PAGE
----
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Wednesday, April 24, 2024

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Day two of David Pecker testimony wraps in NY Trump trial; Supreme Court hears arguments on Idaho's near-total abortion ban; ND sees a flurry of campaigning among Native candidates; and NH lags behind other states in restricting firearms at polling sites.

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The Senate moves forward with a foreign aid package. A North Carolina judge overturns an aged law penalizing released felons. And child protection groups call a Texas immigration policy traumatic for kids.

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Wyoming needs more educators who can teach kids trade skills, a proposal to open 40-thousand acres of an Ohio forest to fracking has environmental advocates alarmed and rural communities lure bicyclists with state-of-the-art bike trail systems.

Kentucky dentists expect more child tooth decay if "opt out" fluoride bill passes

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Monday, March 4, 2024   

A bill moving through the Kentucky Legislature would make fluoride treatment in drinking water optional for local municipalities.

House Bill 141 would remove a mandate that currently requires Kentucky towns with three thousand or more residents to add fluoride to their drinking water.

Health advocacy groups and even some dental insurers have voiced opposition to the legislation.

Whitney Dietz is a dentist with practices in Davis and McCracken counties. She said she expects tooth-decay rates to rise tremendously, particularly among children, if the bill becomes law.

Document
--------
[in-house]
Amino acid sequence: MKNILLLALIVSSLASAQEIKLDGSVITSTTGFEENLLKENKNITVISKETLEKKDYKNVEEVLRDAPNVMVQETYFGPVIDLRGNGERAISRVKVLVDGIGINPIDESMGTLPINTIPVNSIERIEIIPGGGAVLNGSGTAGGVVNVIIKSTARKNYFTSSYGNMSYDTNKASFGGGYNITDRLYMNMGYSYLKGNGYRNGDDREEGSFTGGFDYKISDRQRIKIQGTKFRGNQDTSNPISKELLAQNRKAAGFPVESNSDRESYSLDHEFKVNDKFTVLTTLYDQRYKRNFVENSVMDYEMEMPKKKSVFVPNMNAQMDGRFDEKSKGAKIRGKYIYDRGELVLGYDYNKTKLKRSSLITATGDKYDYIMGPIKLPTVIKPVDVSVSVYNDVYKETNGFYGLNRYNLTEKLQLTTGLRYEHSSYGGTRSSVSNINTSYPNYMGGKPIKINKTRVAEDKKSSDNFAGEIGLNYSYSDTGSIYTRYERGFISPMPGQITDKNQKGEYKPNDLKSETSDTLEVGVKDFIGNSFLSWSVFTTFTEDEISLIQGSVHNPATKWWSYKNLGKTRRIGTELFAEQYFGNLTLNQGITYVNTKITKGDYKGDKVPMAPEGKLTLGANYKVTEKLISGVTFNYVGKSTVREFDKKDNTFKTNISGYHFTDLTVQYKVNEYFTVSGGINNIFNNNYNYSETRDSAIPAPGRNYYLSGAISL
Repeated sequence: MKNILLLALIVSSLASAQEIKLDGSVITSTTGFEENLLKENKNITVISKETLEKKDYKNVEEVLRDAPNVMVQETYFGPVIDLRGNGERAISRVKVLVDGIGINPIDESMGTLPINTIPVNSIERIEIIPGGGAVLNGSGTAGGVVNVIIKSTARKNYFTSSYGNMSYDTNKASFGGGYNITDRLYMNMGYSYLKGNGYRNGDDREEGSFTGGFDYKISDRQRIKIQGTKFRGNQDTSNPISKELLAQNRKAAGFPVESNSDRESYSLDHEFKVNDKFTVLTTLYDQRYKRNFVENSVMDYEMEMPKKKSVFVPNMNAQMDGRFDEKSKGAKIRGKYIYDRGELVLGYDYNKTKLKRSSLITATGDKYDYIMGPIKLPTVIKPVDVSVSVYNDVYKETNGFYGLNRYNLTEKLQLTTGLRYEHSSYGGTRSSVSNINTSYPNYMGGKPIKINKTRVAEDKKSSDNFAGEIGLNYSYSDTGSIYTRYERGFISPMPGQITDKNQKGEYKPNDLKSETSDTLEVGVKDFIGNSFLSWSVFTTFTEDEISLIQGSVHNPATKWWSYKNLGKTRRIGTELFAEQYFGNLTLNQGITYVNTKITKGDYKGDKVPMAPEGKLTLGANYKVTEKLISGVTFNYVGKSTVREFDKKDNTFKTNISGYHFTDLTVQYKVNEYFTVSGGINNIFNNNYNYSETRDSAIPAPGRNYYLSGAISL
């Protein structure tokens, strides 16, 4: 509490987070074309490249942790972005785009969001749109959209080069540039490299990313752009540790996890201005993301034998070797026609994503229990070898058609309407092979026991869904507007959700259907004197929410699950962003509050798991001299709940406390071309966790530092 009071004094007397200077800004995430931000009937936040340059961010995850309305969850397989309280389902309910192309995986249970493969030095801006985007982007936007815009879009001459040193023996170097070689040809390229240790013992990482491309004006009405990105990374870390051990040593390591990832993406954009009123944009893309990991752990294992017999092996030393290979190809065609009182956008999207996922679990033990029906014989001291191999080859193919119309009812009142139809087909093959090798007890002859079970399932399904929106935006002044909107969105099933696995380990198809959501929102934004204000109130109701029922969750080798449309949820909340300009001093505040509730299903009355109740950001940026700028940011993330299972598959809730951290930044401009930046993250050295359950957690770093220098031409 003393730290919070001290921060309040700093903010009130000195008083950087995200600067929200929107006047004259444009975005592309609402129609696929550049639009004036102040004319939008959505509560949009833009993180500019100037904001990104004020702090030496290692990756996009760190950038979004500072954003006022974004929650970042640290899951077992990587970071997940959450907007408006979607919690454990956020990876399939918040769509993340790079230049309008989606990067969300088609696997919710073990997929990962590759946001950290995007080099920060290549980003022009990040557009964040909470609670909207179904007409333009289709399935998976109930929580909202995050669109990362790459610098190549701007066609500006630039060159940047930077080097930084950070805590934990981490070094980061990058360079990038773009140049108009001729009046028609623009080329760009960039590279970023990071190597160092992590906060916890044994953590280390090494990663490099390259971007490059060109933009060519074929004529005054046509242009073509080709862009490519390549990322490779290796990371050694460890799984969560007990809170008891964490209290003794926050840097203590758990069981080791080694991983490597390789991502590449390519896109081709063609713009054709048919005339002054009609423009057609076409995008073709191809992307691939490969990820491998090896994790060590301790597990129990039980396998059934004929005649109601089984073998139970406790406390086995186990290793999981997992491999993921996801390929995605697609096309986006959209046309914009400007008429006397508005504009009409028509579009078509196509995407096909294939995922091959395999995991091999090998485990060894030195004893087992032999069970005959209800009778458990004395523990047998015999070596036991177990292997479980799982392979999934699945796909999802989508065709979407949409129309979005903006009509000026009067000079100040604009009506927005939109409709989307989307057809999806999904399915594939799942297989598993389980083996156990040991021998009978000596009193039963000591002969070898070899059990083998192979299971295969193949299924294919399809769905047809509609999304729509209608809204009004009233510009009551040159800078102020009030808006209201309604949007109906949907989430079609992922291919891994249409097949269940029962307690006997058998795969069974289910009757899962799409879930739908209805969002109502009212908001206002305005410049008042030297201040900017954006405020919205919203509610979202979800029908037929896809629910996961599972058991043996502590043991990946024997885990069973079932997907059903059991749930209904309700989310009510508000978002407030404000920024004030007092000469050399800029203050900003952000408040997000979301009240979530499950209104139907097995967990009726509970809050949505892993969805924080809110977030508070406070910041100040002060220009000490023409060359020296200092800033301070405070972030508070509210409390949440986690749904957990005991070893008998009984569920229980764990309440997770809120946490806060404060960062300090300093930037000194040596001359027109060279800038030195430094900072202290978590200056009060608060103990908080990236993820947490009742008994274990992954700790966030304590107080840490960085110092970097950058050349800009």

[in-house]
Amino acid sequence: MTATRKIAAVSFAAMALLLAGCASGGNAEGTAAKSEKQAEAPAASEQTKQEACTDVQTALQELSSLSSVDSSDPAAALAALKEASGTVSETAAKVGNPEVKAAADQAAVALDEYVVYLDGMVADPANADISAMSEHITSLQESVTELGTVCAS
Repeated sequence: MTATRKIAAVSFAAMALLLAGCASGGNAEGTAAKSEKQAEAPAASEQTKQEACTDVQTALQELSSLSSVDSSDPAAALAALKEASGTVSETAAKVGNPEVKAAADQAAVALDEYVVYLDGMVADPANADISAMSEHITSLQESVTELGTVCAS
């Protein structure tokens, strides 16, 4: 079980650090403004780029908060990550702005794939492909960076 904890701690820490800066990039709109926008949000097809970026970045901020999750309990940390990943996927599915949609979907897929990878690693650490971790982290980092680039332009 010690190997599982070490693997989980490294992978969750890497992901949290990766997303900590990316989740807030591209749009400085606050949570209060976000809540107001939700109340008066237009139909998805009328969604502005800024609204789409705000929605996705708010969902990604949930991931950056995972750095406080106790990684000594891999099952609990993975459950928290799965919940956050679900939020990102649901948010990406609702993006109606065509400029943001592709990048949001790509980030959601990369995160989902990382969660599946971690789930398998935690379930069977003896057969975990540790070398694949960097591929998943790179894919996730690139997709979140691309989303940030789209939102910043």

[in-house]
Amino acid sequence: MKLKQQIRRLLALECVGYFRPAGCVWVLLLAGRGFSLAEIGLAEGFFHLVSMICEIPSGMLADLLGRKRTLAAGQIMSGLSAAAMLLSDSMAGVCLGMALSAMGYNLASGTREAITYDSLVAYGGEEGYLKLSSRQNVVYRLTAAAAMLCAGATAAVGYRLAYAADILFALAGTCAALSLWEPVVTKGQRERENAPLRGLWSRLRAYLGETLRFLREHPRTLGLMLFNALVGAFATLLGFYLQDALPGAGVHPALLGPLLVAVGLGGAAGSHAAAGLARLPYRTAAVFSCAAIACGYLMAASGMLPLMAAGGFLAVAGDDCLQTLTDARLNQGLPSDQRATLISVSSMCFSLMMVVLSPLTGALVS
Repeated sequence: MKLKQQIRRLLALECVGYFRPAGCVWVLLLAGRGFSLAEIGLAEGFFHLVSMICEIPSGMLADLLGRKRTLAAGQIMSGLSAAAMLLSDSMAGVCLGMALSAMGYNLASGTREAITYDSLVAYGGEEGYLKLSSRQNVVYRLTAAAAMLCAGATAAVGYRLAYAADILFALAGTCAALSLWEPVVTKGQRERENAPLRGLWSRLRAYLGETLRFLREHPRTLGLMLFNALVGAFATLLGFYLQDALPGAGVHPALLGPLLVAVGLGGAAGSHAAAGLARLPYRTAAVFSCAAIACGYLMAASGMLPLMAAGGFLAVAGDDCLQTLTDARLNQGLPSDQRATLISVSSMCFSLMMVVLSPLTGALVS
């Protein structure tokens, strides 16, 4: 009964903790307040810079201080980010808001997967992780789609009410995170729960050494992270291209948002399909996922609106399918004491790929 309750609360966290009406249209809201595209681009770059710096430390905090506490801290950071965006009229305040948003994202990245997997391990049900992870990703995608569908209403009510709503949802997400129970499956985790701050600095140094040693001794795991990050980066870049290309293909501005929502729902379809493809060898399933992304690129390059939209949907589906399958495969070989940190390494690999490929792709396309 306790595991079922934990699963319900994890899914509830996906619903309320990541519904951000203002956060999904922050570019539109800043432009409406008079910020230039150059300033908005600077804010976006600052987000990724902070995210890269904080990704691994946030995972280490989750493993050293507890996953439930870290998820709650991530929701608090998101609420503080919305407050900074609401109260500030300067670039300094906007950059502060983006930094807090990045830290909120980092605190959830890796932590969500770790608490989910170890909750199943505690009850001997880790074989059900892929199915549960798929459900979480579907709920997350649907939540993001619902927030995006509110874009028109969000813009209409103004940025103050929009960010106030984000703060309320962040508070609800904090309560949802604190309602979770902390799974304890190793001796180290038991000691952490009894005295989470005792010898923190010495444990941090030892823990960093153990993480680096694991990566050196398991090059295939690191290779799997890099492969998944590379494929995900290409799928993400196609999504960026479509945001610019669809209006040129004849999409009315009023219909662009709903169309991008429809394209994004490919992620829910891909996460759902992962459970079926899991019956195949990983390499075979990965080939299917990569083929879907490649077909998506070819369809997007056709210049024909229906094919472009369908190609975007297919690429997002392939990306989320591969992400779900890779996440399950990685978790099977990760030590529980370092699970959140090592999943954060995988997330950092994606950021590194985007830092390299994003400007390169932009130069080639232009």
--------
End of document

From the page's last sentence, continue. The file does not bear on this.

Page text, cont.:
"We see maybe three cavity events per child if there's no fluoride," said Dietz. "It's about eight cavity events per child, in one study. So, when I heard that our state government was considering making this optional, I was flabbergasted. I was absolutely shocked."

The bill's supporters, including co-sponsor state Rep. William Lawrence - R-Maysville - have called fluoride, quote, "forced medication."

They argue the legislation aims to give local governments the ability to choose whether or not to fluoridate the water supply.

Dietz said, post-pandemic, the number of pediatric dental providers in the state has dwindled - and challenges in dental health providers' ability to participate in Medicaid and Medicare have worsened the problem.

She said she regularly reviews charts for hundreds of kids doing volunteer work in communities and schools.

"I'm seeing kids with bombed-out non-restorable permanent molars," said Dietz, "kids that are in pain, kids that have abscesses."

According to the Centers for Disease Control and Prevention, community water fluoridation has saved states an estimated $6.5 billion a year by reducing dental treatment costs - including tooth restorations and extractions, and indirect economic losses, such as loss of worker productivity.




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